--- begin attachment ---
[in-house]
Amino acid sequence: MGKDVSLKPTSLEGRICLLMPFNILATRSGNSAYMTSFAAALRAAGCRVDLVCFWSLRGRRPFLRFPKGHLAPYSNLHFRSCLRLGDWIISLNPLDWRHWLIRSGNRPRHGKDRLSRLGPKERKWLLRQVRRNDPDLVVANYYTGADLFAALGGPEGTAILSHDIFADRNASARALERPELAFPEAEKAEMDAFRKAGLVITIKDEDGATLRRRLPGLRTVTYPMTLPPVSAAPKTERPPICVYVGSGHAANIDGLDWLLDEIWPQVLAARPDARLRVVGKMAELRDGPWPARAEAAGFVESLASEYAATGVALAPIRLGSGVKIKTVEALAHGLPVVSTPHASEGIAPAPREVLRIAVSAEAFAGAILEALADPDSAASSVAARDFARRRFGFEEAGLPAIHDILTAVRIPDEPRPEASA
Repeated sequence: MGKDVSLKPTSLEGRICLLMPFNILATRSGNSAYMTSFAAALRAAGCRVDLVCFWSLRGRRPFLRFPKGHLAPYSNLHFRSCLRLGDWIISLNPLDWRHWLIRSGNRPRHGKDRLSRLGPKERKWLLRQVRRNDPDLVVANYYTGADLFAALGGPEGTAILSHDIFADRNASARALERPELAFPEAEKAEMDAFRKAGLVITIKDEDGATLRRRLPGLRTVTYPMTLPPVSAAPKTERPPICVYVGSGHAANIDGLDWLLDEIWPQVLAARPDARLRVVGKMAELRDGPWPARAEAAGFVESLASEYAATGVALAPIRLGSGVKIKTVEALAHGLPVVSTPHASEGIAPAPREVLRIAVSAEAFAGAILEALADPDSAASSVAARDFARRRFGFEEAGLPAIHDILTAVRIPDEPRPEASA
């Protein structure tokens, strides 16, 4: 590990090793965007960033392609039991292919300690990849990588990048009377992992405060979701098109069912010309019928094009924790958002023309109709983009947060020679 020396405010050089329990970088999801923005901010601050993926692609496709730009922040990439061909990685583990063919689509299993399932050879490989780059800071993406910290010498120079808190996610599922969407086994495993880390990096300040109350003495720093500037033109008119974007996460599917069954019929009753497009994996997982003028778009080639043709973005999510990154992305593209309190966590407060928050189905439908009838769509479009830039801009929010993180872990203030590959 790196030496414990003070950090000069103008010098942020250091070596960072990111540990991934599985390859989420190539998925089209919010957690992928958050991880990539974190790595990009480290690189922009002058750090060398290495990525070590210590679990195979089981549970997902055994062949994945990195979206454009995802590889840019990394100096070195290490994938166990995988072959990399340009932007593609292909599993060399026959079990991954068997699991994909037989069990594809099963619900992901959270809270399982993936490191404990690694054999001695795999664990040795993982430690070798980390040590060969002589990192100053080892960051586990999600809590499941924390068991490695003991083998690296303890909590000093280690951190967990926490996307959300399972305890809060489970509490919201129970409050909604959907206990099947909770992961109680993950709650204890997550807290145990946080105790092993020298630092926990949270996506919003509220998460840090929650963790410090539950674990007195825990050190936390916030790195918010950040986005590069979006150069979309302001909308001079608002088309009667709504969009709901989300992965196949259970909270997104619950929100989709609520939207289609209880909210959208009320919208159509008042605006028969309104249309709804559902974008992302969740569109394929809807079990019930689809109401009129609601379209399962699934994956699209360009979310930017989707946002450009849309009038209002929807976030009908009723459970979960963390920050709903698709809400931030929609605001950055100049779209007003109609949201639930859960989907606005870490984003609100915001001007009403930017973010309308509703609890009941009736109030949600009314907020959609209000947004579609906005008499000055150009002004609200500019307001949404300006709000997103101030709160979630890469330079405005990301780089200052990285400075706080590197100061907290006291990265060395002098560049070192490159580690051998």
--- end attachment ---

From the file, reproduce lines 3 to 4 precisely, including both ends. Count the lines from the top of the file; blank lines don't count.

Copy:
Repeated sequence: MGKDVSLKPTSLEGRICLLMPFNILATRSGNSAYMTSFAAALRAAGCRVDLVCFWSLRGRRPFLRFPKGHLAPYSNLHFRSCLRLGDWIISLNPLDWRHWLIRSGNRPRHGKDRLSRLGPKERKWLLRQVRRNDPDLVVANYYTGADLFAALGGPEGTAILSHDIFADRNASARALERPELAFPEAEKAEMDAFRKAGLVITIKDEDGATLRRRLPGLRTVTYPMTLPPVSAAPKTERPPICVYVGSGHAANIDGLDWLLDEIWPQVLAARPDARLRVVGKMAELRDGPWPARAEAAGFVESLASEYAATGVALAPIRLGSGVKIKTVEALAHGLPVVSTPHASEGIAPAPREVLRIAVSAEAFAGAILEALADPDSAASSVAARDFARRRFGFEEAGLPAIHDILTAVRIPDEPRPEASA
């Protein structure tokens, strides 16, 4: 590990090793965007960033392609039991292919300690990849990588990048009377992992405060979701098109069912010309019928094009924790958002023309109709983009947060020679 020396405010050089329990970088999801923005901010601050993926692609496709730009922040990439061909990685583990063919689509299993399932050879490989780059800071993406910290010498120079808190996610599922969407086994495993880390990096300040109350003495720093500037033109008119974007996460599917069954019929009753497009994996997982003028778009080639043709973005999510990154992305593209309190966590407060928050189905439908009838769509479009830039801009929010993180872990203030590959 790196030496414990003070950090000069103008010098942020250091070596960072990111540990991934599985390859989420190539998925089209919010957690992928958050991880990539974190790595990009480290690189922009002058750090060398290495990525070590210590679990195979089981549970997902055994062949994945990195979206454009995802590889840019990394100096070195290490994938166990995988072959990399340009932007593609292909599993060399026959079990991954068997699991994909037989069990594809099963619900992901959270809270399982993936490191404990690694054999001695795999664990040795993982430690070798980390040590060969002589990192100053080892960051586990999600809590499941924390068991490695003991083998690296303890909590000093280690951190967990926490996307959300399972305890809060489970509490919201129970409050909604959907206990099947909770992961109680993950709650204890997550807290145990946080105790092993020298630092926990949270996506919003509220998460840090929650963790410090539950674990007195825990050190936390916030790195918010950040986005590069979006150069979309302001909308001079608002088309009667709504969009709901989300992965196949259970909270997104619950929100989709609520939207289609209880909210959208009320919208159509008042605006028969309104249309709804559902974008992302969740569109394929809807079990019930689809109401009129609601379209399962699934994956699209360009979310930017989707946002450009849309009038209002929807976030009908009723459970979960963390920050709903698709809400931030929609605001950055100049779209007003109609949201639930859960989907606005870490984003609100915001001007009403930017973010309308509703609890009941009736109030949600009314907020959609209000947004579609906005008499000055150009002004609200500019307001949404300006709000997103101030709160979630890469330079405005990301780089200052990285400075706080590197100061907290006291990265060395002098560049070192490159580690051998």